LAWS 3027 Human Rights Law
Credit Points 10
Legacy Code 200635
Coordinator Robert Mezyk Opens in new window
Description This Unit examines the theory and practice of international human rights law through the framework of specific, current human rights issues. The Unit examines the moral and political justification for human rights; the foundations and historical development of key human rights instruments and institutions; the domestic, regional and global organisations that contribute to the promotion and protection of human rights; and challenges to realising human rights in different economic, cultural and religious contexts. Through a focus on contemporary issues and debates (which might include for example, the scope of the right to privacy; the effectiveness of measures to prevent genocide; the vulnerability of women and children in conflict situations) the Unit encourages a critical examination of the interconnectedness of rights and the way international human rights law is deployed to expand (or constrain) possibilities for social change and justice. The unit integrates the experience of the teachers as active human rights practitioners and academics in a range of institutions such as with National Human Rights Institutions, Human Rights NGOs, and United Nations bodies to interrogate the range of ways in which human rights can be used to advance the equality and dignity of humanity.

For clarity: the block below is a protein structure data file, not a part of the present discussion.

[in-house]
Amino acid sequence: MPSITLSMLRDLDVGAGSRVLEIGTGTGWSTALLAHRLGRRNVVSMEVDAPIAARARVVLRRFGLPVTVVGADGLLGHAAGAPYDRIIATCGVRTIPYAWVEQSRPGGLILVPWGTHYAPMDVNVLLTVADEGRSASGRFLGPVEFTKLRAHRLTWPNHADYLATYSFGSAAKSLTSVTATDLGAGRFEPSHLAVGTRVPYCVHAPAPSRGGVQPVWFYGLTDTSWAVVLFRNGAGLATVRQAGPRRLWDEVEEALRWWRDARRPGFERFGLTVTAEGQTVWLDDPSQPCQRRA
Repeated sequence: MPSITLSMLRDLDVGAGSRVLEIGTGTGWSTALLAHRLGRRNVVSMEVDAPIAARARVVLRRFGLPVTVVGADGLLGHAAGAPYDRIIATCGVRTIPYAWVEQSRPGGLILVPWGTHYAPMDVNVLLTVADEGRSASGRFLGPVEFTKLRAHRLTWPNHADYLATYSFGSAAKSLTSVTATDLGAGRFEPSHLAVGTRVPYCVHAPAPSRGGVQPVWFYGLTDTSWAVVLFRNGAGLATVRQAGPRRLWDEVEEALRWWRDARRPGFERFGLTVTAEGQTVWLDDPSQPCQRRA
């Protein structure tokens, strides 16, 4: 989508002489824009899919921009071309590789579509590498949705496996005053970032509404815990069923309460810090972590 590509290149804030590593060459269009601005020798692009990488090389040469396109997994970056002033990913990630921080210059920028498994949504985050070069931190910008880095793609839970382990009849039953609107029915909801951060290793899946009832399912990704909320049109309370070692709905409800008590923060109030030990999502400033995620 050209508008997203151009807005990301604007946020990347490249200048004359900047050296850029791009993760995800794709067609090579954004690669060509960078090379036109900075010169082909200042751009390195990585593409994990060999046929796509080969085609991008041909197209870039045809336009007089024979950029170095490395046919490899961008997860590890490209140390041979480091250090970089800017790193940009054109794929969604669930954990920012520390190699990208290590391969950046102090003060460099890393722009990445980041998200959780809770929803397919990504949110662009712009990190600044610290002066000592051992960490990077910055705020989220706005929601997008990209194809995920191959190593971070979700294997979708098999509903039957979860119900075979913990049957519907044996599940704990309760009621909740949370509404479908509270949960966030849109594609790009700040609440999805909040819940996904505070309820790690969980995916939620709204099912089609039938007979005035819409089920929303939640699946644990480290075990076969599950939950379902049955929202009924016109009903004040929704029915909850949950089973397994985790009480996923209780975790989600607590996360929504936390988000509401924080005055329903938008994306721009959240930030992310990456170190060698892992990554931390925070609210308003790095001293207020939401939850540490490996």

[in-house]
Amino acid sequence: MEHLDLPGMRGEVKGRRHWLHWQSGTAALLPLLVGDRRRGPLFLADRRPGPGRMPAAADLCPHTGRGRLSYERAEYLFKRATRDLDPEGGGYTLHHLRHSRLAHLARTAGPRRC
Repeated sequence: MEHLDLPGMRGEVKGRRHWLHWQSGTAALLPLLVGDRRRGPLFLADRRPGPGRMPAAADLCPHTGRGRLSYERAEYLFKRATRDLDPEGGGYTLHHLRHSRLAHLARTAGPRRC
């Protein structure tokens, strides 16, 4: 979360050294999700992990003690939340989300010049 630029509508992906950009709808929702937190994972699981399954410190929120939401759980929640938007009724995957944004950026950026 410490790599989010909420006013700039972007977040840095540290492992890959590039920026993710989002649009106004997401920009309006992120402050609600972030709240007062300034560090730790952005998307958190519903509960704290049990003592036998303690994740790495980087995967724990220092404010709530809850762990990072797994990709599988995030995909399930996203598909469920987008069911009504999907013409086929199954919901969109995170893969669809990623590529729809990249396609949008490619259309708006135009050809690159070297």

Student Contribution Band HECS Band 4 10cp
Check your HECS Band contribution amount via the Fees page.
Level Undergraduate Level 3 subject
Pre-requisite(s) LAWS 1003 OR
Restrictions Students must have completed 80 credit points of study in Law subjects.
- Conduct research into human rights issues, including location of reported cases, treaties, government and civil society reports and academic commentary;
- Evaluate and apply knowledge of domestic and international human rights law to a range of practical situations;
- Explain the interrelated nature of human rights challenges across a range of issue areas;
- Communicate appropriately and effectively, both orally and in writing, critical judgements on the merits of a range of human rights arguments in legal and academic texts;
- Develop arguments based in human rights analysis to support social change and justice.
2. Challenges to traditional conceptions of human rights
3. International human rights norms and institutions
4. Regional human rights systems
5. Human rights protection at the national level
6. The human rights treaty monitoring system
7. Case studies of human rights interventions on specific issues, which might include: asylum seekers; indigenous peoples; human trafficking; children?fs rights; rights of women; peace and security
8. Case studies of human rights interventions in specific countries, which might include Australia, New Zealand, Afghanistan, South Sudan, Timor Leste, Myanmar, Russia
The following table summarises the standard assessment tasks for this subject. Please note this is a guide only. Assessment tasks are regularly updated, where there is a difference your Learning Guide takes precedence.
|Professional Task||1,200 words||35||N||Individual|
- McBeth, A, J Nolan and S Rice, The International Law of Human Rights (Oxford University Press, 2nd ed, 2017).
2022 Semester 2
Parramatta - Victoria Rd
Subject Contact Robert Mezyk Opens in new window